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AbstractHistoryArchive Description

'Utilising multiples lines of evidence this thesis investigates the nature of missionary and Aboriginal cross-cultural engagement within the context of the Weipa mission station (1898–1932). Placing particular emphasis on the missionary experience of this relationship, this thesis asks whether the aims and approach of the missionaries themselves changed as a result of their interaction with the Indigenous peoples of this region. The physical layout of the mission itself is analysed as a physical manifestation of the aims and priorities of the missionaries operating at Weipa. This part of the investigation also seeks to determine whether structures and space were used to control and restrict the movement of Indigenous residents in the manner of a total institution as suggested by Sutton (2003).'

'The thesis demonstrates that the missionaries operating at Weipa did indeed begin to alter their own missionising ideals in the course of their engagement with the Indigenous peoples of this region, accommodating and even incorporating Indigenous practices and resources within the daily operations of the mission. Furthermore, rather than operating as a total institution, the mission appears to have been concerned primarily with segregating the Indigenous peoples of this region from the undesirable elements of white settlement while allowing them to periodically re-engage with their traditional regional networks.' (Source: AAA website)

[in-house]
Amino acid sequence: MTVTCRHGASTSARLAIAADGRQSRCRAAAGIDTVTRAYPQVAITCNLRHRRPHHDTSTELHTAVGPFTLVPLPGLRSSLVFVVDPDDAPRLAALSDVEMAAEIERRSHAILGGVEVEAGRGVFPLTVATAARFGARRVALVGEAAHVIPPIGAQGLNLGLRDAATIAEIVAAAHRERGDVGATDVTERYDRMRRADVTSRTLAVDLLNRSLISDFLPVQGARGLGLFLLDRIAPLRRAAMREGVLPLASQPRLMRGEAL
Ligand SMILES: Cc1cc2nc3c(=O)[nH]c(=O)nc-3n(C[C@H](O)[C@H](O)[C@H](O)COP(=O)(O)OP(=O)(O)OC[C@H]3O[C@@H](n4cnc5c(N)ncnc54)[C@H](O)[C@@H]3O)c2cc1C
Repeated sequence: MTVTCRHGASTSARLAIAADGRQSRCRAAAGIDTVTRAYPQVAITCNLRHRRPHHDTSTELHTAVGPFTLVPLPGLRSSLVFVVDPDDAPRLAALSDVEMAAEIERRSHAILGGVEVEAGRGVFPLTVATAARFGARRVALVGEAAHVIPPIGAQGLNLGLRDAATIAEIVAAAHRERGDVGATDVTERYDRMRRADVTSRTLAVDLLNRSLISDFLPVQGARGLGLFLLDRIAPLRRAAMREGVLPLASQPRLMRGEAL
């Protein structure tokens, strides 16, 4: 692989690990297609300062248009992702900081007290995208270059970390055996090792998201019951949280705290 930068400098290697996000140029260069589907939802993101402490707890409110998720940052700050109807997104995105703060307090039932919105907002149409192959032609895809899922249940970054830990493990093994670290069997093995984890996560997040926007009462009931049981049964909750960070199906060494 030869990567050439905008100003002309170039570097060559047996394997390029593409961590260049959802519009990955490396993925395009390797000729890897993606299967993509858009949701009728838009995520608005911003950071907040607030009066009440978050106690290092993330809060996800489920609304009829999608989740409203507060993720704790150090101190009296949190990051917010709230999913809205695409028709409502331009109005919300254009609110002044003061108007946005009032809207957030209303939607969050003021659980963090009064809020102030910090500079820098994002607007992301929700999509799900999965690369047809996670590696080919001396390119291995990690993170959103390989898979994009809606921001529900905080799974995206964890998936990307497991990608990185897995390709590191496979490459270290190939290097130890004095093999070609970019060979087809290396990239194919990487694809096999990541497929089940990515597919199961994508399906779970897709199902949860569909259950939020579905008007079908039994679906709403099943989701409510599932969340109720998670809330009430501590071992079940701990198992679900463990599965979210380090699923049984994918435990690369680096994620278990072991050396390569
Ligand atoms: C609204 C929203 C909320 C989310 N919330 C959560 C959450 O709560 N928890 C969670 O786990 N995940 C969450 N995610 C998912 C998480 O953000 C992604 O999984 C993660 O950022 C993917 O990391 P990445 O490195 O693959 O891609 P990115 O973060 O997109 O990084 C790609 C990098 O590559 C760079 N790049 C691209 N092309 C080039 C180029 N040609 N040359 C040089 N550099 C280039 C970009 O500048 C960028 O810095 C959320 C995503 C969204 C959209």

Publication Details of Only Known VersionEarliest 2 Known Versions of

Last amended 30 Aug 2016 11:10:58
  • Weipa, Aurukun - Bamaga area, Cape York Peninsula, Queensland,
  • Weipa Mission Station (1898-1919), Weipa, Aurukun - Bamaga area, Cape York Peninsula, Queensland,
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